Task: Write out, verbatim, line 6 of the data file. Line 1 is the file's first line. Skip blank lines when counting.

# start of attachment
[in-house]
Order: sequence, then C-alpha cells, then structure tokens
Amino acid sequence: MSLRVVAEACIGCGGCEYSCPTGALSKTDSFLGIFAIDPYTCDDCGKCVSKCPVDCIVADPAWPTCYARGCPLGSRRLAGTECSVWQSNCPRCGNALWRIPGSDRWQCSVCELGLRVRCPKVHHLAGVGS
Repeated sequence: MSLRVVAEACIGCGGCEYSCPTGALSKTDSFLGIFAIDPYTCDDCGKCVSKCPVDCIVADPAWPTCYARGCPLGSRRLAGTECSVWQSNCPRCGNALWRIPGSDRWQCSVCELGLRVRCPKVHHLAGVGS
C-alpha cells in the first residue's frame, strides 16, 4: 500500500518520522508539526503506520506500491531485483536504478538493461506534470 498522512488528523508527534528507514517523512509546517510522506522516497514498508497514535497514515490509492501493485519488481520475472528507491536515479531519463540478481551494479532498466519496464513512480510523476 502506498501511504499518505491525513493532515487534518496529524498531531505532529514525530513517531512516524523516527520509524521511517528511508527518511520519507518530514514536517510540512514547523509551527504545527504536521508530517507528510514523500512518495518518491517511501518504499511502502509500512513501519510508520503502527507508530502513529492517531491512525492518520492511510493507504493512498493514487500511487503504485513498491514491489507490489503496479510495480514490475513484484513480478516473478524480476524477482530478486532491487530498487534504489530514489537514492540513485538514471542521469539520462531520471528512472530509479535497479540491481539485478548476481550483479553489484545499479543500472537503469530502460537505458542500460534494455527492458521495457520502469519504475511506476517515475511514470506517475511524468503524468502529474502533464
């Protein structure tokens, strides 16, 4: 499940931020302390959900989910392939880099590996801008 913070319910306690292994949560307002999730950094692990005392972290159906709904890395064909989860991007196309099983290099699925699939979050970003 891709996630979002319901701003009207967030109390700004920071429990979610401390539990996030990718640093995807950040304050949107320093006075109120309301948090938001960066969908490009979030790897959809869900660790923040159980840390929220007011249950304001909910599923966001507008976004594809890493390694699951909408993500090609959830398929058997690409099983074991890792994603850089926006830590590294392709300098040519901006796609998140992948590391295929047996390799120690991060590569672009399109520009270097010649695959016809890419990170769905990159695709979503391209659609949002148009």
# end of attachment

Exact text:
């Protein structure tokens, strides 16, 4: 499940931020302390959900989910392939880099590996801008 913070319910306690292994949560307002999730950094692990005392972290159906709904890395064909989860991007196309099983290099699925699939979050970003 891709996630979002319901701003009207967030109390700004920071429990979610401390539990996030990718640093995807950040304050949107320093006075109120309301948090938001960066969908490009979030790897959809869900660790923040159980840390929220007011249950304001909910599923966001507008976004594809890493390694699951909408993500090609959830398929058997690409099983074991890792994603850089926006830590590294392709300098040519901006796609998140992948590391295929047996390799120690991060590569672009399109520009270097010649695959016809890419990170769905990159695709979503391209659609949002148009």